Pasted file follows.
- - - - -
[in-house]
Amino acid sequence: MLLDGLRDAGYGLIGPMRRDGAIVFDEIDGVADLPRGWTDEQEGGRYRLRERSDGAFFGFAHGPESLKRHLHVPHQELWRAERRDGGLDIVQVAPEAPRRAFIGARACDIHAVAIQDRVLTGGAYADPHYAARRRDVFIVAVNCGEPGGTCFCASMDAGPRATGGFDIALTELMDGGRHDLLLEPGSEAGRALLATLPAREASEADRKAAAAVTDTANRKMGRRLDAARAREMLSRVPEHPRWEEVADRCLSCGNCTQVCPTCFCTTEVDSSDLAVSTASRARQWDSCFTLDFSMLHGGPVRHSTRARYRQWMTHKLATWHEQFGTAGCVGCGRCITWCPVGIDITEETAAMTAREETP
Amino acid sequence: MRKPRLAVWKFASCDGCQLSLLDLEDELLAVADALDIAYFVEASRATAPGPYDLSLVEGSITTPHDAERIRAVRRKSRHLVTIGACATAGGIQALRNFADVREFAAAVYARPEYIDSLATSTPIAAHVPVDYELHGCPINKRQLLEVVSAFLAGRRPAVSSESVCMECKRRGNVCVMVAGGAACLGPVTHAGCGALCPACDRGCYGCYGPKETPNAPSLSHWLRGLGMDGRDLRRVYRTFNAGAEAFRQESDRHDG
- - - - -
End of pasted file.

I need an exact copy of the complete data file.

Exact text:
[in-house]
Amino acid sequence: MLLDGLRDAGYGLIGPMRRDGAIVFDEIDGVADLPRGWTDEQEGGRYRLRERSDGAFFGFAHGPESLKRHLHVPHQELWRAERRDGGLDIVQVAPEAPRRAFIGARACDIHAVAIQDRVLTGGAYADPHYAARRRDVFIVAVNCGEPGGTCFCASMDAGPRATGGFDIALTELMDGGRHDLLLEPGSEAGRALLATLPAREASEADRKAAAAVTDTANRKMGRRLDAARAREMLSRVPEHPRWEEVADRCLSCGNCTQVCPTCFCTTEVDSSDLAVSTASRARQWDSCFTLDFSMLHGGPVRHSTRARYRQWMTHKLATWHEQFGTAGCVGCGRCITWCPVGIDITEETAAMTAREETP
Amino acid sequence: MRKPRLAVWKFASCDGCQLSLLDLEDELLAVADALDIAYFVEASRATAPGPYDLSLVEGSITTPHDAERIRAVRRKSRHLVTIGACATAGGIQALRNFADVREFAAAVYARPEYIDSLATSTPIAAHVPVDYELHGCPINKRQLLEVVSAFLAGRRPAVSSESVCMECKRRGNVCVMVAGGAACLGPVTHAGCGALCPACDRGCYGCYGPKETPNAPSLSHWLRGLGMDGRDLRRVYRTFNAGAEAFRQESDRHDG